with a rhythmic cadence to the signal sound. When 
                        sending traffic the ACF disappears and the sound 
                        intensifies to a steady buzz.

                        A tip for monitors is to remain on frequency with the
                        decoder set to ASCII/ITA-5 at the same speed that the
                        ARQ is sending. Once the transfer is complete, operator
                        chat often takes place in standard ASCII or BAUDOT. 

                        A note of caution when measuring this system with its
                        high baud rate. Some decoders are unable to measure
                        high baud rates accurately or because of some in built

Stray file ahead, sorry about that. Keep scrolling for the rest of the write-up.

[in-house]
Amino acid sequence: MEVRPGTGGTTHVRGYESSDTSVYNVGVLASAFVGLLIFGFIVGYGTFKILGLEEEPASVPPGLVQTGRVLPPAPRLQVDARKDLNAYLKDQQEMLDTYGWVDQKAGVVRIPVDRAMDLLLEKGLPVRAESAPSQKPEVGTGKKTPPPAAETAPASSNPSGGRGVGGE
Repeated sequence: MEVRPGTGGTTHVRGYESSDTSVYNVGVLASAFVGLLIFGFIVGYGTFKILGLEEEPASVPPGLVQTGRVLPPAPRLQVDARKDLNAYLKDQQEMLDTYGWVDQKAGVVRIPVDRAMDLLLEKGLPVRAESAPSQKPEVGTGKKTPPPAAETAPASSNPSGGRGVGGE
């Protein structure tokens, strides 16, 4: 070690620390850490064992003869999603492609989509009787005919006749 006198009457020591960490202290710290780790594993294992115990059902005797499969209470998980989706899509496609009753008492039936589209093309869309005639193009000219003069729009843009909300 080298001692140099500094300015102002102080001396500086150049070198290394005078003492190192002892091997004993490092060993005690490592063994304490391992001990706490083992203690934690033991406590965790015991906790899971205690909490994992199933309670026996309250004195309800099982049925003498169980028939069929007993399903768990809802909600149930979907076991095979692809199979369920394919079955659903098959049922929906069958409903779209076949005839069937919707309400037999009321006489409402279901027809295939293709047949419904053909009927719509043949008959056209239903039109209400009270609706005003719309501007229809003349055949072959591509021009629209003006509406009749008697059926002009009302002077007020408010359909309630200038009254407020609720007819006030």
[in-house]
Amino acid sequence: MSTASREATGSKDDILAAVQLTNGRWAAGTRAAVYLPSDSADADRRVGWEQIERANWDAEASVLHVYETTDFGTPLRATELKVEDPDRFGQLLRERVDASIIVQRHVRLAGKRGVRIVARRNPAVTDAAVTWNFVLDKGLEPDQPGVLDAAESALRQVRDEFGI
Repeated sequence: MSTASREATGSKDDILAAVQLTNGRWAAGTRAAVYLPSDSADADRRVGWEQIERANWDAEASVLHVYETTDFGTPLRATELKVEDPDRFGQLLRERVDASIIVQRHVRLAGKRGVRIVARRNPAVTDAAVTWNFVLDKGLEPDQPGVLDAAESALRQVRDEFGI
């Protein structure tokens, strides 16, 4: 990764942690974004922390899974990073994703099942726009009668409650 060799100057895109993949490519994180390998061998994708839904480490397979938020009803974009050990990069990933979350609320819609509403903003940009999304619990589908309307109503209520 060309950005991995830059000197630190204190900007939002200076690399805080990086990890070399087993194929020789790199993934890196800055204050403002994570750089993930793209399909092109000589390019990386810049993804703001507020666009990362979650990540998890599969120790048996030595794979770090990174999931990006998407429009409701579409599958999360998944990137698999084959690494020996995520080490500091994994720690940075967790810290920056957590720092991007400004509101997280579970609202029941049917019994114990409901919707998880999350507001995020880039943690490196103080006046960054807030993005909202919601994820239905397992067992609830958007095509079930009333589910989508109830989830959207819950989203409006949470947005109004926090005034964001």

maximum baud ceiling don't show the true baud rate. 
                        Hoka Code 3 has a maximum measurable baud rate of 
                        480bd and will display a baud rate of 272.73 for a 
                        600bd IRA-ARQ signal and 363.63 for an 800bd IRA-ARQ 
                        signal. The Hoka Code 30 also has the 480bd maximum
                        but word has it that this will be removed in a later
                        version. I have no comparison to offer concerning the
                        Wavecom unit(s) ability to measure high baud rate 
                        systems at this time.

        POL-ARQ         A single channel duplex ARQ system used by Polish and 
                        Italian Diplo services, typically at 100 bd but also
                        found less frequently at 200bd. This system uses the
                        CCIR 476-4 alphabet with same polarity retained. Can